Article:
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Edwin Cook Brewer was a founding member of the Arkansas-based Mid-Southern Watercolorists in 1970 and helped his father, artist Adrian Brewer, organize the Arkansas Art League in the early 1950s.
Edwin Brewer and his twin brother, Adrian, were born on January 9, 1927, in Little Rock (Pulaski County) to Adrian Brewer and Edwina Cook Brewer. The twins had one sister. Brewer received his early art instruction in the studios of his father and his grandfather, Nicholas Richard Brewer, both renowned artists. His grandfather was known as a portrait painter and was represented in multiple exhibitions of the National Academy of Design in New York City beginning in 1885.
Brewer attended Little Rock public schools and Wentworth Military Academy in Lexington, Missouri. He served in the U.S. Navy during World War II, first aboard a destroyer and later on a flagship cruiser, the USS Providence. He left the navy in 1946. At age twenty, Brewer went to Sarasota, Florida, and studied with renowned artist Jerry Farnsworth for four years, after which he won a Guggenheim Foundation grant to study at the Institute de Allende in San Miguel, Mexico. In the early 1950s, he and his wife, Maegerine (Maege) Thompson Brewer (whom he had married in 1948) and family moved to Mexico so that he could study art.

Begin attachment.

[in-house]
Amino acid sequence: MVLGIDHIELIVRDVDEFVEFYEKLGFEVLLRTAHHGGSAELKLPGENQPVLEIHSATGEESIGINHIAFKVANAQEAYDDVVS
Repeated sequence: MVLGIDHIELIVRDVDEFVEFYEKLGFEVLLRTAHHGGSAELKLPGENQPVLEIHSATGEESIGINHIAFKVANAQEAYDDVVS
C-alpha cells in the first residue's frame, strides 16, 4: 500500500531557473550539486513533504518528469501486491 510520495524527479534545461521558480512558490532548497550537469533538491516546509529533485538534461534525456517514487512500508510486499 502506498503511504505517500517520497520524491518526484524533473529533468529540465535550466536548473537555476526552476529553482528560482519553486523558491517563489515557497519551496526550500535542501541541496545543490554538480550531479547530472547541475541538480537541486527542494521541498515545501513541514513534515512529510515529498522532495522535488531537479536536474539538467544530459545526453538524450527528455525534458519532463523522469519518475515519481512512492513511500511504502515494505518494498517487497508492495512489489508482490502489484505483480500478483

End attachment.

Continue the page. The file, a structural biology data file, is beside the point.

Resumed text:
Although Brewer pursued creating art as a profession, he also worked as an art teacher and adviser. In the mid-1950s, he taught at the Farnsworth School of Art in Sarasota and at The People’s Art Center in St. Louis, Missouri. He later taught at the Arkansas Arts Center Museum School and Little Rock University (now the University of Arkansas at Little Rock). While serving as art specialist for the Arkansas Department of Education from 1963 to 1971, Brewer wrote A Guide to Art Education in Elementary Schools of Arkansas and An Art Guide for High Schools. He was the curator for the first Arkansas Arts Center Artmobile.
In 1969, Brewer was one of fifty artists chosen by the U.S. Marines to serve as a combat artist in Vietnam. The paintings and lithographs recording his impressions of the Vietnamese people and landscape have been circulated by the Smithsonian Institution’s traveling exhibition service, and the artworks are documented in the National Archives and Records Administration in Washington DC.
Brewer and his artist wife moved to Santa Barbara, California, in the late 1970s to be near their three daughters. Brewer was actively affiliated with the Santa Barbara Art Association and several local galleries, including Gallery 113, the Delphine Gallery, and the Faulkner Gallery in California.
Landscape and still-life were Brewer’s specialties, and he alternated between oils and watercolors. His paintings hang in private and public collections, including the Smithsonian traveling exhibition service, the National Archives in Washington DC, the World’s Fair Offices in New York, and the Central Arkansas Library System’s permanent collection of Arkansas art in Little Rock.
Brewer died of heart failure on December 14, 2002, at Ventura Community Hospital in Ventura, California.
For additional information:Obituary of Edwin Cook Brewer. Arkansas Democrat-Gazette. December 17, 2002, p. 5B.
George, Emmett. “Artist from Arkansas Enjoyed Simple Things.” Arkansas Democrat-Gazette. December 17, 2002, p. 4B.
Reita Walker MillerLittle Rock, Arkansas
Staff of the Encyclopedia of Arkansas History & Culture
Last Updated 2/6/2014
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